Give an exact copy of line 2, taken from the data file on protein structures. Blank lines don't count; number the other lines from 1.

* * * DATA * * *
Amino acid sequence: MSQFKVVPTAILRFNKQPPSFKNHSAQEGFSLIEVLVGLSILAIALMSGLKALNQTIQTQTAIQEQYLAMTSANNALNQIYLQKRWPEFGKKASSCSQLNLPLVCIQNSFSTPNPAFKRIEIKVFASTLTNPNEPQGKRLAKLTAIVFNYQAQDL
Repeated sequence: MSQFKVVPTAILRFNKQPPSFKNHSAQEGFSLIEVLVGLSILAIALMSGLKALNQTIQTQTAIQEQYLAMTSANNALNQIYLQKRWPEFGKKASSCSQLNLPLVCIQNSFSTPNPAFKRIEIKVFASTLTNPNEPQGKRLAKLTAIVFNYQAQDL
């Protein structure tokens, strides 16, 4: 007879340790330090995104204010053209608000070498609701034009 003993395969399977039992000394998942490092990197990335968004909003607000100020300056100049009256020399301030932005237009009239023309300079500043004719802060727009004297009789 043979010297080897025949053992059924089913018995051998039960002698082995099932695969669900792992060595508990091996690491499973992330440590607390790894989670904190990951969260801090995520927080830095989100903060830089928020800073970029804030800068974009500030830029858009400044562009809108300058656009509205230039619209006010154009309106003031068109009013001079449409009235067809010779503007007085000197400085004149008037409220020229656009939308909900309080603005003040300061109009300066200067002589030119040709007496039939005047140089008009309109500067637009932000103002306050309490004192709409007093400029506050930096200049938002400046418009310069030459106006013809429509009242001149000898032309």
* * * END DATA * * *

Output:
Repeated sequence: MSQFKVVPTAILRFNKQPPSFKNHSAQEGFSLIEVLVGLSILAIALMSGLKALNQTIQTQTAIQEQYLAMTSANNALNQIYLQKRWPEFGKKASSCSQLNLPLVCIQNSFSTPNPAFKRIEIKVFASTLTNPNEPQGKRLAKLTAIVFNYQAQDL